FROM THE UNITED STATES DISTRICT COURT FOR THE DISTRICT OF
COLORADO (D.C. No. 1:15-CR-00029-PAB-1)
K. Johnson, Johnson, Brennan & Klein, PLLC, Boulder,
Colorado, for Defendant-Appellant.
Bishop Grewell, Assistant United States Attorney (Robert C.
Troyer, Acting United States Attorney, with him on the
brief), Denver, Colorado, for Plaintiff-Appellee.
R. Mueller, Haddon Morgan & Foreman P.C., Denver,
Colorado; Kyle W. Brenton, Davis Graham & Stubbs, LLP,
Denver, Colorado, with him on the brief as Amici Curiae for
HARTZ, BALDOCK, and HOLMES, Circuit Judges.
BALDOCK, Circuit Judge.
Government charged Defendant Ishmael Petty with assaulting
three employees at the federal correctional facility in
Florence, Colorado, in violation of 18 U.S.C. §
111(a)(1) & (b). At Defendant's trial, the district
court tendered the jury the following reasonable doubt
instruction. This instruction tracks verbatim the Tenth
Circuit's Pattern Jury Instruction on reasonable doubt.
The government has the burden of proving the defendant guilty
beyond a reasonable doubt. The law does not require a
defendant to prove his innocence or produce any evidence at
all. The government has the burden of proving the defendant
guilty beyond a reasonable doubt, and if it fails to do so,
you must find the defendant not guilty.
Proof beyond a reasonable doubt is proof that leaves you
firmly convinced of the defendant's guilt. There are few
things in this world that we know with absolute certainty,
and in criminal cases the law does not require proof that
overcomes every possible doubt. It is only required that the
government's proof exclude any "reasonable
doubt" concerning the defendant's guilt. A
reasonable doubt is a doubt based on reason and common sense
after careful and impartial consideration of all the evidence
in the case.
If, based on your consideration of the evidence, you are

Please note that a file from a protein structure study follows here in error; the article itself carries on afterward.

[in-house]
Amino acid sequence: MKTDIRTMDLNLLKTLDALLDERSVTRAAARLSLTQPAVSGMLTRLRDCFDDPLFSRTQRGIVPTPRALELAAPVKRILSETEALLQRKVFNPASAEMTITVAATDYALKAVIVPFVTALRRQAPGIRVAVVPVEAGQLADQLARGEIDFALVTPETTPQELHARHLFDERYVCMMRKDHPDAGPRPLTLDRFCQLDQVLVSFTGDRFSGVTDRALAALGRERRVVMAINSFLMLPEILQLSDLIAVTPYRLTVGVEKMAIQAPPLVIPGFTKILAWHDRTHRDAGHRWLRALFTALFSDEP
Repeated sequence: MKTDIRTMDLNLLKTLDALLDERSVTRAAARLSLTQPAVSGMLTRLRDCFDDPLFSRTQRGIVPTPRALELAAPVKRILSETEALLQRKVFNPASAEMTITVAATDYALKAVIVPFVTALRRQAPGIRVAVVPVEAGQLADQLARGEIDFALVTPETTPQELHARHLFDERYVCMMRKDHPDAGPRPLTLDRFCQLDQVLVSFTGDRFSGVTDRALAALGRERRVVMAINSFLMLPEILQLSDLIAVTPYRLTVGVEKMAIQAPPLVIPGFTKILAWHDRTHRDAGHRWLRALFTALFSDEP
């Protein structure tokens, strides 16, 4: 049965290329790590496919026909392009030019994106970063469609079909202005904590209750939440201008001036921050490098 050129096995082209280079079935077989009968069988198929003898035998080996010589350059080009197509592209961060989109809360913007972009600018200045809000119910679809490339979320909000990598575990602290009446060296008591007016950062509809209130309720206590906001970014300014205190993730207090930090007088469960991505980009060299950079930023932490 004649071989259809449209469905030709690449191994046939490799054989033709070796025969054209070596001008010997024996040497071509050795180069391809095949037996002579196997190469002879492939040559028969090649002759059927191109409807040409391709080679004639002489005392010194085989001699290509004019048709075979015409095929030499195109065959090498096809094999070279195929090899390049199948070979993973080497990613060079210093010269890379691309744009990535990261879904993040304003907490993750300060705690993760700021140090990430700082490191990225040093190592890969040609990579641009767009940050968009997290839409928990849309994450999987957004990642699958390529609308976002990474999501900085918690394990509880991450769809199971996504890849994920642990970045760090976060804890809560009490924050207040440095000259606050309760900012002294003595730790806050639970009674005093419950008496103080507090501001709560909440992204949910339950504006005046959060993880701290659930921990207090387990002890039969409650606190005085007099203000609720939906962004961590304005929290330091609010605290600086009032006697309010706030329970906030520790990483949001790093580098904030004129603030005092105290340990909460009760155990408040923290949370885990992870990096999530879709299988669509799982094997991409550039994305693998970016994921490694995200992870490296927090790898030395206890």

firmly convinced that the defendant is guilty of the crimes
charged, you must find him guilty. If, on the other hand, you
think there is a real possibility that he is not guilty, you
must give him the benefit of the doubt and find him not
ROA Vol. I, at 88; see 10th Cir. Crim. PJI No. 1.05
(2011 ed.). The district court overruled Defendant's
objections to the instruction, and a jury found Defendant
guilty. The court sentenced Defendant, who was already
serving a life sentence for the murder of a fellow inmate, to
three additional, consecutive, 20-year terms of imprisonment.
appeal, Defendant persists in complaining about the district
court's reasonable doubt instruction. Generally,
Defendant contends the court's instruction diluted the
Government's burden of proof contrary to his Fifth
Amendment right to due process and his Sixth Amendment right
to a fair trial. Specifically, Defendant complains the
instruction is flawed in three respects. First,
Defendant asserts the phrase "firmly convinced"
connotes a lesser standard of proof than proof beyond a
reasonable doubt. Second, the instruction, according
to Defendant, undermines the degree of proof required because
it fails to communicate that the Government's burden is a
heavy one, requiring a greater modicum of proof than a civil
case. Third, Defendant says the instruction
erroneously fails to inform the jury that reasonable doubt
may arise not only from the evidence but also from the lack
of evidence. Exercising jurisdiction under 28 U.S.C. §
1291, we reject Defendant's argument that the reasonable
doubt instruction as tendered is unconstitutional, and
a reasonable doubt instruction comports with the Constitution
is a legal inquiry subject to de novo review. Tillman v.
Cook, 215 F.3d 1116, 1123 (10th Cir. 2000). Nonetheless,
a district court still "retain[s] considerable latitude
in instructing juries on reasonable doubt." United
States v. Conway, 73 F.3d 975, 980 (10th Cir. 1995).
Such latitude arises from the established precept that
"the Constitution neither prohibits trial courts from
defining reasonable doubt nor requires them to do so as a
matter of course." Victor v. Nebraska, 511 U.S.
1, 5 (1994). "[S]o long as the court instructs the jury
on the necessity that the defendant's guilt be proved
beyond a ...